ABILENE, Texas (KTAB/KRBC) – The city of Abilene recently lost a community leader known for her non-profit work and photographs of the city from the top floor of the Wooten Hotel. KTAB/KRBC spoke with loved ones to learn about Kayla Christianson, the girl behind the pictures.
When a storm was coming in from the northeast, when snow covered the tops of downtown buildings, or when almost any beautiful sunset or view appeared, Kayla was there to post her pictures about it on Facebook.
Courtesy of David Christianson
“Kayla has been fascinated with weather since I’ve known her,” her husband, David Christianson, explained. “She would go out on the balcony when lightning storms were starting, and I would beg her to come back inside so she wouldn’t get struck. She never did get struck.”
Christianson said he understands that Kayla had a large following on Facebook.
“I’ve been following her for as long as I can remember,” he shared.
To her friends and loved ones, Kayla was there for them in much more profound ways than social media.
“If I were to describe Kayla in one word, it would be the nickname that I had for her for 23 years, which was Grace. She was a gift to me and to the world,” Christianson shared.
When some of her friends and previous co-workers were asked to share one word to describe Kayla, words like ‘involved,’ ‘unique,’ and ‘ambitious’ were mentioned. When her friend Pierce Lopachin was asked, he simply stated, “Purple. She wore purple all the time.”
Courtesy of David Christianson
After multiple strokes, Kayla passed away on August 2, 2023, at the age of 43, leaving family and Abilene residents with her memory.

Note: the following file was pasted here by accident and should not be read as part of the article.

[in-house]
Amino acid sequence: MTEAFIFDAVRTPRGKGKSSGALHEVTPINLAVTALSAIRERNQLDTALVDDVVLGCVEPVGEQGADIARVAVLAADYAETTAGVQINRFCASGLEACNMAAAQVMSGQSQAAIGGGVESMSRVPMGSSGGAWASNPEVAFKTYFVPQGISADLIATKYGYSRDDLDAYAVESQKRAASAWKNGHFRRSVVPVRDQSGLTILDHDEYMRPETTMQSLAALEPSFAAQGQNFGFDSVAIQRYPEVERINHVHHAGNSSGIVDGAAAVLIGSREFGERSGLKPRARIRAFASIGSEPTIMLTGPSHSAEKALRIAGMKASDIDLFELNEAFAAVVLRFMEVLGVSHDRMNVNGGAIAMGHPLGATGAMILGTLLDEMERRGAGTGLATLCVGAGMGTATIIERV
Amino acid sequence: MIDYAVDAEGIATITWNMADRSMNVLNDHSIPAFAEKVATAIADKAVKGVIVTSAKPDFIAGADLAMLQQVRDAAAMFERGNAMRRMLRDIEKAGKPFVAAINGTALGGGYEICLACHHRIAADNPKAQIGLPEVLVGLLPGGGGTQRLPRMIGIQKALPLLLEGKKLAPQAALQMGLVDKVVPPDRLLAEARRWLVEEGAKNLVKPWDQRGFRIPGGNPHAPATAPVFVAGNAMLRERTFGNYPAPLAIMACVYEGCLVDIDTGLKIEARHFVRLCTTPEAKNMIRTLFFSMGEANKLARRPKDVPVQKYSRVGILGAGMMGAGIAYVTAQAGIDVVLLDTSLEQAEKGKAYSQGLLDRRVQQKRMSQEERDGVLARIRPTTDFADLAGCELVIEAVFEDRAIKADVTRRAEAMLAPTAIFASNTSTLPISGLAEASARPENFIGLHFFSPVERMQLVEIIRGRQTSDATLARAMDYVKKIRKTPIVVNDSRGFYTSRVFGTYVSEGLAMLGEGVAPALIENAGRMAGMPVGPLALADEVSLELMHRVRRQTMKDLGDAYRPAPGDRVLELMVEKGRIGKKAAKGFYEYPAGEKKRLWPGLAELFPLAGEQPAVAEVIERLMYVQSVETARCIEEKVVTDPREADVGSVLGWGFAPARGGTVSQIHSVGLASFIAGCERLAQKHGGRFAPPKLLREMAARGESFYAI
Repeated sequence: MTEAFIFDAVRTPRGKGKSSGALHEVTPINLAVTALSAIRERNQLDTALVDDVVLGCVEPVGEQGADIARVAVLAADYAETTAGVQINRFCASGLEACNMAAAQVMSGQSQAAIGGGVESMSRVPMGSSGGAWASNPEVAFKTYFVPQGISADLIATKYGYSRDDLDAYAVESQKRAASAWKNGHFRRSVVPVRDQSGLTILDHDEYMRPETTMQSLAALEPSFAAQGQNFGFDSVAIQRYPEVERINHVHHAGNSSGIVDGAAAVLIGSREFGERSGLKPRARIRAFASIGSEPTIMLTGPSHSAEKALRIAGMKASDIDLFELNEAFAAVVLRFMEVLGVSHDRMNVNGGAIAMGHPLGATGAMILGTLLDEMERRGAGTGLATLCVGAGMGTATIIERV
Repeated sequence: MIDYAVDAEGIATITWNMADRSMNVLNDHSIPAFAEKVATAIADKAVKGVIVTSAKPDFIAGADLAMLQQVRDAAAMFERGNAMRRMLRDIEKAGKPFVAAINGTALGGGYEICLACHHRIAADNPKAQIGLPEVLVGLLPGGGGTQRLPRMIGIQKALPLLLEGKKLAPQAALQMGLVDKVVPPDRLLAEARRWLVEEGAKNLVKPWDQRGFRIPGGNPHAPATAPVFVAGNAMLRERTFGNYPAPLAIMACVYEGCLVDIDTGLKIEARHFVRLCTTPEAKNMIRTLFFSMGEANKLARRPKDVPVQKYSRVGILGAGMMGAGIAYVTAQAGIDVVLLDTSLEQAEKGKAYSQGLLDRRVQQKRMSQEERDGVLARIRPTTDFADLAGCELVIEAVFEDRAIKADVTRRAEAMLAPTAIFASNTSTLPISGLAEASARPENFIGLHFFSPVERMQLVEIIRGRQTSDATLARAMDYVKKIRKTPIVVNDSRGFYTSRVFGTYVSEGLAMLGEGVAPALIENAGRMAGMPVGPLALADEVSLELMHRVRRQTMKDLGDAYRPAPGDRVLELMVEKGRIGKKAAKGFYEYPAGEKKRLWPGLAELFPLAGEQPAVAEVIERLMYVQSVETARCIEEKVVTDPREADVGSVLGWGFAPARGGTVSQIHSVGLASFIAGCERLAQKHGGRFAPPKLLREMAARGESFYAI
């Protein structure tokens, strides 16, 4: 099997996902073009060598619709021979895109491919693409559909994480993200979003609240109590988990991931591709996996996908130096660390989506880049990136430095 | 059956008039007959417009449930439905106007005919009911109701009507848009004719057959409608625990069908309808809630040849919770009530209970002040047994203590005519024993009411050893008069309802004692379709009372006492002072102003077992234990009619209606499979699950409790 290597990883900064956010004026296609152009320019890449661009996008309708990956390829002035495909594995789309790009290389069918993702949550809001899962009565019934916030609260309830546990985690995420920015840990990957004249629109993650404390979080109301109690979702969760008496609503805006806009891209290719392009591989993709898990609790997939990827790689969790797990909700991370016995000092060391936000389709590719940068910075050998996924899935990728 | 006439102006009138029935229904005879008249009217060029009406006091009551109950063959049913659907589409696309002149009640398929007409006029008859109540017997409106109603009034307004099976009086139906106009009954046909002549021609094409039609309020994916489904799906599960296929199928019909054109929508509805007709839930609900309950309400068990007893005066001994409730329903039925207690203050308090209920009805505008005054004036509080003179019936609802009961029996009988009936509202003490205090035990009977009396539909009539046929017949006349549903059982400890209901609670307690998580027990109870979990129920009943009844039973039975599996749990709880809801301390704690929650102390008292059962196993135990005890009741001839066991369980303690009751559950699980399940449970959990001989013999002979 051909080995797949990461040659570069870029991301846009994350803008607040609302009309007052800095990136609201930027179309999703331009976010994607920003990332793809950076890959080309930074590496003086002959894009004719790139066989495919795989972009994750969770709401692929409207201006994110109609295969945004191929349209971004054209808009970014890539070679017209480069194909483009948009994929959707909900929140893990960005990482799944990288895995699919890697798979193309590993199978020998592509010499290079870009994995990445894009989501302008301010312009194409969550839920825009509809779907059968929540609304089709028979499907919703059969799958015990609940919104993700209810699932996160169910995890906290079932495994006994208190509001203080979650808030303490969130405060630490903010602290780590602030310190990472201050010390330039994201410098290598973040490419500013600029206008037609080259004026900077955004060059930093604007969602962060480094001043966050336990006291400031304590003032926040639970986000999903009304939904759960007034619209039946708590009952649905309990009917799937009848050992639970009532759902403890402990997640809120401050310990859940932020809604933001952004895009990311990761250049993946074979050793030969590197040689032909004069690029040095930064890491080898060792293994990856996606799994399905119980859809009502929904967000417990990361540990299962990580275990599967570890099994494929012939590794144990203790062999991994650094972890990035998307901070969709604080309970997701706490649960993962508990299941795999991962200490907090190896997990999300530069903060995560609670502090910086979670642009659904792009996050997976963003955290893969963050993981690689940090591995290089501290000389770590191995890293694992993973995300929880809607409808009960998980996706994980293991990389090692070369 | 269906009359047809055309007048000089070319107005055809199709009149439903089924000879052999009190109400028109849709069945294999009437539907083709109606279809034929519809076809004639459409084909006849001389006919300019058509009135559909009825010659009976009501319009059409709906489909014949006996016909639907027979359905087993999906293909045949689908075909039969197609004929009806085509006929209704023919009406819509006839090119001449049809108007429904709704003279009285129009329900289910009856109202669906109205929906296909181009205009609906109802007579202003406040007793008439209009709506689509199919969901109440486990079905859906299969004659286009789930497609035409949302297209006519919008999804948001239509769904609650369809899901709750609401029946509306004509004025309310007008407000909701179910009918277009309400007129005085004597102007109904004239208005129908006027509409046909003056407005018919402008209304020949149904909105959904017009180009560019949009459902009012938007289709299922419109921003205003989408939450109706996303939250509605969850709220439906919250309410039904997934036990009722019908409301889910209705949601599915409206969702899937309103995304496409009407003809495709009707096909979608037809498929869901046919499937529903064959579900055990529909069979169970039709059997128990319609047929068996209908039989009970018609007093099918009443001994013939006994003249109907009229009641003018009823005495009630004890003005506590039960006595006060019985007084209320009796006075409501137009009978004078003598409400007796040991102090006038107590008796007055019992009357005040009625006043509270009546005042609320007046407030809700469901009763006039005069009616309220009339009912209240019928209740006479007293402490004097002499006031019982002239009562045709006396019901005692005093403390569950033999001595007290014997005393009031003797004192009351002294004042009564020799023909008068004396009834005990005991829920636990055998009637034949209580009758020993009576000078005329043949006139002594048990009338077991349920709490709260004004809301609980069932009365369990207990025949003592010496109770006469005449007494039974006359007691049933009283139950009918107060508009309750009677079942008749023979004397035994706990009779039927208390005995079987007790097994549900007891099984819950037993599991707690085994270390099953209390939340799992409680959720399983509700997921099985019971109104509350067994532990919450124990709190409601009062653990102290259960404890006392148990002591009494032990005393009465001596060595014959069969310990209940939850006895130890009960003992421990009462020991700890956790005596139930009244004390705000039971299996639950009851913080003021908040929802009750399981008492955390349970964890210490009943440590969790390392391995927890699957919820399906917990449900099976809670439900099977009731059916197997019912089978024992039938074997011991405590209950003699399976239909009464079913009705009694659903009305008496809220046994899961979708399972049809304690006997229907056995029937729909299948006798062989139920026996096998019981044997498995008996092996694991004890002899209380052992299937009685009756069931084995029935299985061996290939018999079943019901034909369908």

“When you were around her, you felt this aura of kindness and caring, but when you got to know her, there was so much more to her,” Lopachin said.
Lopachin met Kayla at the Rotary Club years ago, and he shared that he had the pleasure of saying goodbye to her before she passed.
“I was holding her hands. I know this might be crazy, but I really could feel her squeezing back when I squeezed her hand. I knew she was also saying goodbye to me, as well,” Lopachin described.
Rosten Callarman from Habitat for Humanity was a friend of Kayla’s for 13 years, and he said he hopes Kayla’s memory inspires others to get involved.
“She had an intense desire to help others, to do something good, and to exist in a way that her life would be missed after she was gone,” Callarman said.
This is something he knows all too well, as Kayla would change the lights she had on her balcony to his children’s favorite color on their birthdays.
Callarman mentioned how much the organizations she was involved in meant to her.
“There’s a lot of people who want to be on boards for the sake of being on boards. Kayla wanted to fall in love with a mission,” Callarman explained.
Many appear to agree, including her first boss from when she was a freshman at Abilene Christian University, Anthony Williams.
“You just look at her work with the Noah Project, other non-profits, her work as a Rotarian; she always wanted to give back, and I think it’s easy to see someone like that and want to join in with those efforts,” Williams shared.
Dan Cox, with The Noah Project, agreed with Williams.
“She certainly left a legacy at The Noah Project. We felt her presence while she was here. She made a difference in the decisions that we make and the way we conduct our business, and we’re better for it,” said Cox.
Lopachin shared that it will be hard to fill the hole left in many hearts since Kayla’s death.
“In a few months to come, when we are looking for advice on various different endeavors in the community, we’ll think to call Kayla, but she won’t be around to help us,” Lopachin explained.
Nonetheless, her husband leaves residents with a mission to help carry on Kayla’s legacy.
“If you want to know who Kayla was, go out and love your neighbor, and you’re going to get a glimpse of what she stood for,” Christianson explained.
While Kayla’s work in non-profits and businesses has helped the Key City, nearly everyone KTAB/KRBC spoke to said the one thing they will never forget is her work from this balcony, bringing smiles to those who saw her photos.
The family is holding a celebration of life on September 9 for her, but loved ones ask that everyone in the Key City wear purple on that day in her memory.